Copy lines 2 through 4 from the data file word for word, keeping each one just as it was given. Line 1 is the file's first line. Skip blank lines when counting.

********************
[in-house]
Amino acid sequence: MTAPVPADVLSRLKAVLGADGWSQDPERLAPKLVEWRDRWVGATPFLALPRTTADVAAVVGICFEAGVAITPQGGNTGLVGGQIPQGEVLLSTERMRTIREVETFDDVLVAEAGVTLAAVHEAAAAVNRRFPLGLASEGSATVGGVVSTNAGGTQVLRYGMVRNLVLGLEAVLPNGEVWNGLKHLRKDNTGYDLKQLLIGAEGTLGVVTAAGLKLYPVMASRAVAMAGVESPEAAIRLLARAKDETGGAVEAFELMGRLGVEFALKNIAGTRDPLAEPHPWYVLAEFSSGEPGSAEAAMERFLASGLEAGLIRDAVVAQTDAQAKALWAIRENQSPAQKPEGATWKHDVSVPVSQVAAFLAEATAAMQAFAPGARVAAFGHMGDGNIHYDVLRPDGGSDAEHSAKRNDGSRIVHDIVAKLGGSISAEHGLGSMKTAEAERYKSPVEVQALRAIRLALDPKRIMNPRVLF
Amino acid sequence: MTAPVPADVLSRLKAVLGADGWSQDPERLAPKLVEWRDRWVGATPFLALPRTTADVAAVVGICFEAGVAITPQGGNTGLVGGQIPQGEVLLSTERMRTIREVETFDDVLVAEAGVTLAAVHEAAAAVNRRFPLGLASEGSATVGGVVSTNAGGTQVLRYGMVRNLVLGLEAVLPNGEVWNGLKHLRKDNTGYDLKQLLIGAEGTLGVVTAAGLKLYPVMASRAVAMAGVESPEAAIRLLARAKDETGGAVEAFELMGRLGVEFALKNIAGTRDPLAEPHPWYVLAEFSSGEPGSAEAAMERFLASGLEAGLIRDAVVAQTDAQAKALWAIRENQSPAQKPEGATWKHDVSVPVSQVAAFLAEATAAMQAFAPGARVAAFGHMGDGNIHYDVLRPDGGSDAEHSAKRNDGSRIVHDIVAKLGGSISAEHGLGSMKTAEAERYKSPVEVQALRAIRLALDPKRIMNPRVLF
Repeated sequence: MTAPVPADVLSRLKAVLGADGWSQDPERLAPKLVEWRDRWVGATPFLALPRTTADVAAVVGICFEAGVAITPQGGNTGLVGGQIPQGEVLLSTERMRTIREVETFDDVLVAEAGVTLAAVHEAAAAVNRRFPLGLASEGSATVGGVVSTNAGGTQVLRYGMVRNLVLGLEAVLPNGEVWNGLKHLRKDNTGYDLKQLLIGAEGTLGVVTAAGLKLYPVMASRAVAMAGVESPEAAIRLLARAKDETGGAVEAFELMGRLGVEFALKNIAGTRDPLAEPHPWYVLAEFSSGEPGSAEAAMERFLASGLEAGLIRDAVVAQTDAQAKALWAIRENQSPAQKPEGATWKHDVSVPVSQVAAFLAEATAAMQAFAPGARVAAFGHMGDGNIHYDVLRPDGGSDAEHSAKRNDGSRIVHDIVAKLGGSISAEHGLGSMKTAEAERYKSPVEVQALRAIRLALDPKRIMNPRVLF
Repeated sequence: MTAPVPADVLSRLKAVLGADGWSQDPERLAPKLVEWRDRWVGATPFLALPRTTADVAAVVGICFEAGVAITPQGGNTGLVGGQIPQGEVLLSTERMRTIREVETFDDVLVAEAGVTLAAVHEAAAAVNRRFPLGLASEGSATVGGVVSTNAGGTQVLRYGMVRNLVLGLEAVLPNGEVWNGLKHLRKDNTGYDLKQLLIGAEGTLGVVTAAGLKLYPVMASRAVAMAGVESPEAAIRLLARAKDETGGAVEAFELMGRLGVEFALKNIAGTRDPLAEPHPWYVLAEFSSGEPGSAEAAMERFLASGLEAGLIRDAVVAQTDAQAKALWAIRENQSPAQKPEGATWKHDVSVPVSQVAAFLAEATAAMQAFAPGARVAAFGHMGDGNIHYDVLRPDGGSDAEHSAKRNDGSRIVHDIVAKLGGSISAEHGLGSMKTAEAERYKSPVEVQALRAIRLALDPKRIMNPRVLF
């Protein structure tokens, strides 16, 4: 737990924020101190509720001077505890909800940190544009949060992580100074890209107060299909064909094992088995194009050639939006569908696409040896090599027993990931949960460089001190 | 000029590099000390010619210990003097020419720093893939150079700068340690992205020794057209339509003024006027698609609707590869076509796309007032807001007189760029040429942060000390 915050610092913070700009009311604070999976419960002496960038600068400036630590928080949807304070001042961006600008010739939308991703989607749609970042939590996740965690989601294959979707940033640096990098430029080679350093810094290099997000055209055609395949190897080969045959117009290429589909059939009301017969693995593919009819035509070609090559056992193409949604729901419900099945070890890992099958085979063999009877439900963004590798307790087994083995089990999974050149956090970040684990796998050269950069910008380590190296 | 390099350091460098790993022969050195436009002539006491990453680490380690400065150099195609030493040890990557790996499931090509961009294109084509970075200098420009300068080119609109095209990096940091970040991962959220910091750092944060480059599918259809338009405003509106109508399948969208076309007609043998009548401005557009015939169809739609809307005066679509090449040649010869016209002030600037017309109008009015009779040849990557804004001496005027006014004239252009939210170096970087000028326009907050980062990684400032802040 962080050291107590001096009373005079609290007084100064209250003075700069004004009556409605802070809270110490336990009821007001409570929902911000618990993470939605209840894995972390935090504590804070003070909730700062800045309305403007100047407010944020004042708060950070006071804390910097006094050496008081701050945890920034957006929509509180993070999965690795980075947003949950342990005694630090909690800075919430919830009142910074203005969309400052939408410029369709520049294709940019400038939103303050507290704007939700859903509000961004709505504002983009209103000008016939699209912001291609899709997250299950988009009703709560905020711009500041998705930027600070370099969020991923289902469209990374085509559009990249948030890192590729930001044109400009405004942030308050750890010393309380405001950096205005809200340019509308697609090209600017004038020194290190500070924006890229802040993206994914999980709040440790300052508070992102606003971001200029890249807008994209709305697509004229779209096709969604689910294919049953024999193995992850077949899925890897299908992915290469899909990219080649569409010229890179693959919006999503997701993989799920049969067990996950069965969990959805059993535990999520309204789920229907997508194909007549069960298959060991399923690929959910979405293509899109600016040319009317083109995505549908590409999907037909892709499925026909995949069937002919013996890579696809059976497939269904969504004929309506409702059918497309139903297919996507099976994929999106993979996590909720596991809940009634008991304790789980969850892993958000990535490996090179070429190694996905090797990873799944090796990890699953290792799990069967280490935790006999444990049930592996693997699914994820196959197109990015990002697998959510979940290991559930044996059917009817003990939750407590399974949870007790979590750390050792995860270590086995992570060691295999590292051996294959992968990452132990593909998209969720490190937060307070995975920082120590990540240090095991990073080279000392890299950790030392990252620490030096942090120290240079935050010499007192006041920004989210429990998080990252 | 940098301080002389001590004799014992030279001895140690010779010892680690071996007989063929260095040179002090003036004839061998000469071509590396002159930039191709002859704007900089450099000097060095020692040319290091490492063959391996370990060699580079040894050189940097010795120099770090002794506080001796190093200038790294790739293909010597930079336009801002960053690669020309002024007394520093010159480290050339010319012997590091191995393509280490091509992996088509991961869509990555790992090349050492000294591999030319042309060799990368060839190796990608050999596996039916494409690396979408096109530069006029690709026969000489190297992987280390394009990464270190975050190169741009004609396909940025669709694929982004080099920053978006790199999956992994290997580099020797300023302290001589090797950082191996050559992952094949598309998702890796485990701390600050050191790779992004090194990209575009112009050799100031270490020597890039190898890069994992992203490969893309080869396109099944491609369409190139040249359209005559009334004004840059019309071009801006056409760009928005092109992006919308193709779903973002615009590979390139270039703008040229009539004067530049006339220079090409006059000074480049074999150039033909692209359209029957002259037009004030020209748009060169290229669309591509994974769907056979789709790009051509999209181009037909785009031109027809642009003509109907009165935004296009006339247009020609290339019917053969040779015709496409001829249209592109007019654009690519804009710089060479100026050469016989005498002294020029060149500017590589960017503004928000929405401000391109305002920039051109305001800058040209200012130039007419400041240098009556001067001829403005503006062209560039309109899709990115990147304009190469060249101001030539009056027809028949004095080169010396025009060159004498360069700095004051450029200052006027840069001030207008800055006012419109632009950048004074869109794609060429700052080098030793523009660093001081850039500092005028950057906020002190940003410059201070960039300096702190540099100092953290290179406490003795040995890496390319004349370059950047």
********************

Amino acid sequence: MTAPVPADVLSRLKAVLGADGWSQDPERLAPKLVEWRDRWVGATPFLALPRTTADVAAVVGICFEAGVAITPQGGNTGLVGGQIPQGEVLLSTERMRTIREVETFDDVLVAEAGVTLAAVHEAAAAVNRRFPLGLASEGSATVGGVVSTNAGGTQVLRYGMVRNLVLGLEAVLPNGEVWNGLKHLRKDNTGYDLKQLLIGAEGTLGVVTAAGLKLYPVMASRAVAMAGVESPEAAIRLLARAKDETGGAVEAFELMGRLGVEFALKNIAGTRDPLAEPHPWYVLAEFSSGEPGSAEAAMERFLASGLEAGLIRDAVVAQTDAQAKALWAIRENQSPAQKPEGATWKHDVSVPVSQVAAFLAEATAAMQAFAPGARVAAFGHMGDGNIHYDVLRPDGGSDAEHSAKRNDGSRIVHDIVAKLGGSISAEHGLGSMKTAEAERYKSPVEVQALRAIRLALDPKRIMNPRVLF
Amino acid sequence: MTAPVPADVLSRLKAVLGADGWSQDPERLAPKLVEWRDRWVGATPFLALPRTTADVAAVVGICFEAGVAITPQGGNTGLVGGQIPQGEVLLSTERMRTIREVETFDDVLVAEAGVTLAAVHEAAAAVNRRFPLGLASEGSATVGGVVSTNAGGTQVLRYGMVRNLVLGLEAVLPNGEVWNGLKHLRKDNTGYDLKQLLIGAEGTLGVVTAAGLKLYPVMASRAVAMAGVESPEAAIRLLARAKDETGGAVEAFELMGRLGVEFALKNIAGTRDPLAEPHPWYVLAEFSSGEPGSAEAAMERFLASGLEAGLIRDAVVAQTDAQAKALWAIRENQSPAQKPEGATWKHDVSVPVSQVAAFLAEATAAMQAFAPGARVAAFGHMGDGNIHYDVLRPDGGSDAEHSAKRNDGSRIVHDIVAKLGGSISAEHGLGSMKTAEAERYKSPVEVQALRAIRLALDPKRIMNPRVLF
Repeated sequence: MTAPVPADVLSRLKAVLGADGWSQDPERLAPKLVEWRDRWVGATPFLALPRTTADVAAVVGICFEAGVAITPQGGNTGLVGGQIPQGEVLLSTERMRTIREVETFDDVLVAEAGVTLAAVHEAAAAVNRRFPLGLASEGSATVGGVVSTNAGGTQVLRYGMVRNLVLGLEAVLPNGEVWNGLKHLRKDNTGYDLKQLLIGAEGTLGVVTAAGLKLYPVMASRAVAMAGVESPEAAIRLLARAKDETGGAVEAFELMGRLGVEFALKNIAGTRDPLAEPHPWYVLAEFSSGEPGSAEAAMERFLASGLEAGLIRDAVVAQTDAQAKALWAIRENQSPAQKPEGATWKHDVSVPVSQVAAFLAEATAAMQAFAPGARVAAFGHMGDGNIHYDVLRPDGGSDAEHSAKRNDGSRIVHDIVAKLGGSISAEHGLGSMKTAEAERYKSPVEVQALRAIRLALDPKRIMNPRVLF